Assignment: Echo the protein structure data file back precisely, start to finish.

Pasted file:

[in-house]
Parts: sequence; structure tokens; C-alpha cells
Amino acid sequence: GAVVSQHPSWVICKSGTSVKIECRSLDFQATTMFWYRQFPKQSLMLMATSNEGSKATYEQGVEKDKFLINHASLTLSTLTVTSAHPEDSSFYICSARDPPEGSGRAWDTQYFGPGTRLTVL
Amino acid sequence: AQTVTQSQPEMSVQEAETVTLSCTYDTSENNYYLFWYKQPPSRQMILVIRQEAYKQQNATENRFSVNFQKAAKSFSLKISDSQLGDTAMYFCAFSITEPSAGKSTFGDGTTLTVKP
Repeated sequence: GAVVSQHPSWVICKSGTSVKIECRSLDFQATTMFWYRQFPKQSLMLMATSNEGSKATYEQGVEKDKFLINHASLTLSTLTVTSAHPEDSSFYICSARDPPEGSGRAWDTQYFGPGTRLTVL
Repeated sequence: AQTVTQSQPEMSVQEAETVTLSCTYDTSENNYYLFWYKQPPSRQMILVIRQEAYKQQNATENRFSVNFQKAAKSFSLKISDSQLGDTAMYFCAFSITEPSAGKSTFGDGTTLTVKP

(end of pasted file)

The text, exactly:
[in-house]
Parts: sequence; structure tokens; C-alpha cells
Amino acid sequence: GAVVSQHPSWVICKSGTSVKIECRSLDFQATTMFWYRQFPKQSLMLMATSNEGSKATYEQGVEKDKFLINHASLTLSTLTVTSAHPEDSSFYICSARDPPEGSGRAWDTQYFGPGTRLTVL
Amino acid sequence: AQTVTQSQPEMSVQEAETVTLSCTYDTSENNYYLFWYKQPPSRQMILVIRQEAYKQQNATENRFSVNFQKAAKSFSLKISDSQLGDTAMYFCAFSITEPSAGKSTFGDGTTLTVKP
Repeated sequence: GAVVSQHPSWVICKSGTSVKIECRSLDFQATTMFWYRQFPKQSLMLMATSNEGSKATYEQGVEKDKFLINHASLTLSTLTVTSAHPEDSSFYICSARDPPEGSGRAWDTQYFGPGTRLTVL
Repeated sequence: AQTVTQSQPEMSVQEAETVTLSCTYDTSENNYYLFWYKQPPSRQMILVIRQEAYKQQNATENRFSVNFQKAAKSFSLKISDSQLGDTAMYFCAFSITEPSAGKSTFGDGTTLTVKP